Wednesday, December 9, 2009

Energy Labs: Electrical Fields and Magnetic Fields

As mentioned previously, the companion website to the PBS show Einstein's Big Idea includes activities related to the three parts of Einstein's equation E=mc2: energy, mass and velocity. We worked our way through them, substituting and adjusting where necessary. Not all of them were as successful or illuminating as we hoped, but they were quick and easy to do and got us started on physics labs. The instructions below include the adaptations we made to the instructions from the PBS teachers' material.

The energy lab consists of seven activities, which they suggest you set up at different stations. We did these over the course of a few days. On day one, we did the electrical and magnetic field activities. Here is what the teacher's guide calls its "learning objectives:"
Students will be able to:
  • explain what the E in E = mc2 represents.
  • name different kinds of energy.
  • show examples of how one kind of energy can be converted into another kind of energy.
  • describe how a field can exert a force and cause an object to move.
Electrical Field Lab

• one plastic spoon for each person
• 10 cm x 10 cm piece of wool or fur (we used a woolen scarf, and the hair on our heads!)
• pieces of plastic foam cup, crumbled into bits
• pieces of paper, about 0.5 cm by 1 cm each

1. Rub a plastic spoon with a piece of wool, some fur, or your hair. Place the spoon next to a small piece of paper. Can you make the piece of paper stand on edge and move back and forth?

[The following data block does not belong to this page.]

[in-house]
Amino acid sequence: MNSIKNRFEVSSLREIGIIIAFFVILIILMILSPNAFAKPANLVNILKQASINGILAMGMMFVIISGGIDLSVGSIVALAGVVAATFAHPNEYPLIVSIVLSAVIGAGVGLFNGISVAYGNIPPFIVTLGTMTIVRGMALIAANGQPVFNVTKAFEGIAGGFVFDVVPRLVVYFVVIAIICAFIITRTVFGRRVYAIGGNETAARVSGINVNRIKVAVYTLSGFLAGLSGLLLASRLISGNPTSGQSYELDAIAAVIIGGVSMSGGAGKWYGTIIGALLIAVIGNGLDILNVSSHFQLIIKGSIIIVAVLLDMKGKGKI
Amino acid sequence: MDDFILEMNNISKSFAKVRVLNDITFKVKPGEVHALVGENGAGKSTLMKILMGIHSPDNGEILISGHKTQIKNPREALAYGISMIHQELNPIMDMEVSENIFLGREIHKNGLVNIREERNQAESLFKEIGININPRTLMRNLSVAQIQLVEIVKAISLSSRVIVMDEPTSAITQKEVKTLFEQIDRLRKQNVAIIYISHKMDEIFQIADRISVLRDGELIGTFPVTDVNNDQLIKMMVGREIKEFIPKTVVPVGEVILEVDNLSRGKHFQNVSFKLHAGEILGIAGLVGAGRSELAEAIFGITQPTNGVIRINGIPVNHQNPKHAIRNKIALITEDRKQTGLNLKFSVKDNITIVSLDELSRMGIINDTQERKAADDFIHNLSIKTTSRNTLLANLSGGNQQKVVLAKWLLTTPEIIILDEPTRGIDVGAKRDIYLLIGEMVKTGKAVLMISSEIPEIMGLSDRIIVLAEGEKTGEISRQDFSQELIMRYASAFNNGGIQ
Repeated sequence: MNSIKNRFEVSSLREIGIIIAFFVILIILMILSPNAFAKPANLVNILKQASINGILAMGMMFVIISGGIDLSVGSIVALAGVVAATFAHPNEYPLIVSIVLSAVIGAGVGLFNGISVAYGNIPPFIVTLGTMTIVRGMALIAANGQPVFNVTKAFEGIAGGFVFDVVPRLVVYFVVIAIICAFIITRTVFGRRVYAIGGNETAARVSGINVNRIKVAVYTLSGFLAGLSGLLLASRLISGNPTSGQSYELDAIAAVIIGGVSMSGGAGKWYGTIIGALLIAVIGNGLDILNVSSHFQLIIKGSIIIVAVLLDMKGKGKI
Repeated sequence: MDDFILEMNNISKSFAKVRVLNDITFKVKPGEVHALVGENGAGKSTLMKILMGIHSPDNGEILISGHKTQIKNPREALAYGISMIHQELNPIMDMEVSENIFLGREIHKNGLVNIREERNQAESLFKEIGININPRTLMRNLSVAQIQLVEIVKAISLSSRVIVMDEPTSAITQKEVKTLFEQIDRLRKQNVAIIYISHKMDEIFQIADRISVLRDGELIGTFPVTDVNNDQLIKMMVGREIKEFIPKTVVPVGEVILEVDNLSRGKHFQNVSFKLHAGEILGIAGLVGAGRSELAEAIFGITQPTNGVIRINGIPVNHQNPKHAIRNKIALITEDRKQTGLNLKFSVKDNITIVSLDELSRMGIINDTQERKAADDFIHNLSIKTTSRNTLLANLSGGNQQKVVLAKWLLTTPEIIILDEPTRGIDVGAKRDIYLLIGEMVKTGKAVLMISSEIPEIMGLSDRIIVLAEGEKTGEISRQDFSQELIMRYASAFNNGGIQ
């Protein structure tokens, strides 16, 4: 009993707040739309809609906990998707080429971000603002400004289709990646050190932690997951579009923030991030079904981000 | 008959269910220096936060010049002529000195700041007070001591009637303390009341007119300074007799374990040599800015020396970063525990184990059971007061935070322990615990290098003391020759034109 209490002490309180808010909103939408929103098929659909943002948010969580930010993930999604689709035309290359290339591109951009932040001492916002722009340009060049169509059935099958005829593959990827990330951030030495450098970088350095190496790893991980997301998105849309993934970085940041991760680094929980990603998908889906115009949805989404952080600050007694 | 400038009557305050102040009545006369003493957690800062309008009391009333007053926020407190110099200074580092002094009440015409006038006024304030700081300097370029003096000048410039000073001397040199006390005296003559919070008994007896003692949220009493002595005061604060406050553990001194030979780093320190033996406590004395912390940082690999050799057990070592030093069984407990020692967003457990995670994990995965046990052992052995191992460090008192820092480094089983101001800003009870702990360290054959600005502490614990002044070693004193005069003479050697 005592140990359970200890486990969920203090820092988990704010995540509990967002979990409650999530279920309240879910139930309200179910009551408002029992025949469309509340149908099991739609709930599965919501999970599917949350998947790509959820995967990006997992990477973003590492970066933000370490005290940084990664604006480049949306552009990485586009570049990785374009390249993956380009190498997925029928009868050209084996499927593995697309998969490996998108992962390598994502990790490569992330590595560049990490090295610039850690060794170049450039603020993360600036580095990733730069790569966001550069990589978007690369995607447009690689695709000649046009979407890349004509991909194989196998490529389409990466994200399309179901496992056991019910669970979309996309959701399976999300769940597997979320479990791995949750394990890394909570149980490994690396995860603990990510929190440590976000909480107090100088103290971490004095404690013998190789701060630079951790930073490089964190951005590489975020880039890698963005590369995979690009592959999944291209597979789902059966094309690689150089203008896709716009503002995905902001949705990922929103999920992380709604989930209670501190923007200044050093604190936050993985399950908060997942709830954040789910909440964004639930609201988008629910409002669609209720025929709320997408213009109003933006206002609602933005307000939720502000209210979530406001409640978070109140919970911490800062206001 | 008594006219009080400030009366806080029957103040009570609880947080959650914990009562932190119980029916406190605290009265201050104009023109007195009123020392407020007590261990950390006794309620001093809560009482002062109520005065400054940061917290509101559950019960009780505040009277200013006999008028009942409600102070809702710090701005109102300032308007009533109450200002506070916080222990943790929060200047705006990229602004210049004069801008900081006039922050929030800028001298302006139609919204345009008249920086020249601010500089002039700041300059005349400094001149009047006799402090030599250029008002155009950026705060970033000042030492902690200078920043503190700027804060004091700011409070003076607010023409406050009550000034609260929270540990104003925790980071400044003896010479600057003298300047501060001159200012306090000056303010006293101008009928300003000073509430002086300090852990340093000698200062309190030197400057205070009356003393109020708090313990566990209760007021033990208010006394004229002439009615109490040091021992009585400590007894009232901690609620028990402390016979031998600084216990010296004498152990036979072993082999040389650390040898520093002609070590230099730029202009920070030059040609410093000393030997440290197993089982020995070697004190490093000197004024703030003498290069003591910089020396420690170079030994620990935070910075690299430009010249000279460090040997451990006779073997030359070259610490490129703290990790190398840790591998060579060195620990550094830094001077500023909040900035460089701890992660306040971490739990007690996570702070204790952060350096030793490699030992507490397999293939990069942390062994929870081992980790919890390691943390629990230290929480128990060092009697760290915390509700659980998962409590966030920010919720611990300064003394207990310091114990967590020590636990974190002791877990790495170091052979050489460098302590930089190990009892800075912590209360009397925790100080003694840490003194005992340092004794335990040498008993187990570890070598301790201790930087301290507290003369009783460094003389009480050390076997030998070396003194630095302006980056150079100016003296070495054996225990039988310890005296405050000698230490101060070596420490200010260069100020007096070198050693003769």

2. Try to pick up several pieces of paper at the same time by touching the spoon to one edge of each.

3. Recharge the spoon by rubbing it again. Try to drop a small bit of plastic foam into the spoon from different heights above it.

Explanation: Students are examining the effects of an electric field produced by rubbing a plastic spoon on fur. Once the spoon is charged (negatively), it will attract an uncharged object like a piece of paper through electrostatic induction. The large negative charge on the spoon repels the electrons in the piece of paper and leaves the side of the paper near the spoon slightly positive. (Positive charges-in the nucleus of each atom within the paper-hardly move at all.) Then, the negative spoon attracts the now positive side of the paper. If students are careful in their approach to the paper, they should be able to make it "dance."

Plastic foam becomes instantly negatively charged when in contact with another negatively charged object. The bits of plastic foam acquire a negative charge when they touch the spoon and are repelled immediately. It is impossible to catch a piece of plastic foam, no matter how close to the spoon it is held. If students claim they can, have them recharge their spoons. Watch the pieces of foam cup go veering away from the spoon in this video:

Magnetic Field

• several types of magnets, including bar or horseshoe
• small shallow cardboard box
• piece of white paper (cut to fit box)
• small container of iron filings (I found one in an old chemistry set.)

1. If the box is not white inside, fit a white piece of paper into the bottom of the box.

2. Center one or more of the magnets under the box.

3. Sprinkle iron filings into the box over the magnet. Lines of magnetic force should begin to become visible. (See photo at top.)

Explanation: Students should realize that the field from the magnet is exerting a force on the iron particles. The filings will align with the north and south field lines. Watch as the lines form in the video below: